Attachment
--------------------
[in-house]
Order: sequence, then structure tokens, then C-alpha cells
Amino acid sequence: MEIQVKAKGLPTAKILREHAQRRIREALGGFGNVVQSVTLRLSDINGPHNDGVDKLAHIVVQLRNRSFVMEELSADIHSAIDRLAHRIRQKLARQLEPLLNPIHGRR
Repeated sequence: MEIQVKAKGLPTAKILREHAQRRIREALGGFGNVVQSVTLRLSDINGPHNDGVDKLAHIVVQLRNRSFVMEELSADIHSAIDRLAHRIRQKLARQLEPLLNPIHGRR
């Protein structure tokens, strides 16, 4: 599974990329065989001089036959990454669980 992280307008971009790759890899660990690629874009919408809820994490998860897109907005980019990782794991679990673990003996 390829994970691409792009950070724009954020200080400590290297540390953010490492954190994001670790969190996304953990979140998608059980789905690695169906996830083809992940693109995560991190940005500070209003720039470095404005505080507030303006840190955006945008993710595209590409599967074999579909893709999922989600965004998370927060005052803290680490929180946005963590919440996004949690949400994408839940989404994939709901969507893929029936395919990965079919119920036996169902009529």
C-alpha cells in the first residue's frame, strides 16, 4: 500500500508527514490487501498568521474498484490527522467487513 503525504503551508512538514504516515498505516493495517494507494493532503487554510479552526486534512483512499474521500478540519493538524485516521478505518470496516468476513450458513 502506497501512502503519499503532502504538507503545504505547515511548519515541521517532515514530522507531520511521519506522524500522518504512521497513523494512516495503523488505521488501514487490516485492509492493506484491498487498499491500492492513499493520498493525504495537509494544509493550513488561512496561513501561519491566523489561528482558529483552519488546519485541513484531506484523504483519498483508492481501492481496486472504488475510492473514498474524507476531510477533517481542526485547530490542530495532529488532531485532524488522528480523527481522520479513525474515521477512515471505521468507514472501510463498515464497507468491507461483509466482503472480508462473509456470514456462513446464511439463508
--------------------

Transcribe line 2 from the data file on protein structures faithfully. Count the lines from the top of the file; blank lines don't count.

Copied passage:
Order: sequence, then structure tokens, then C-alpha cells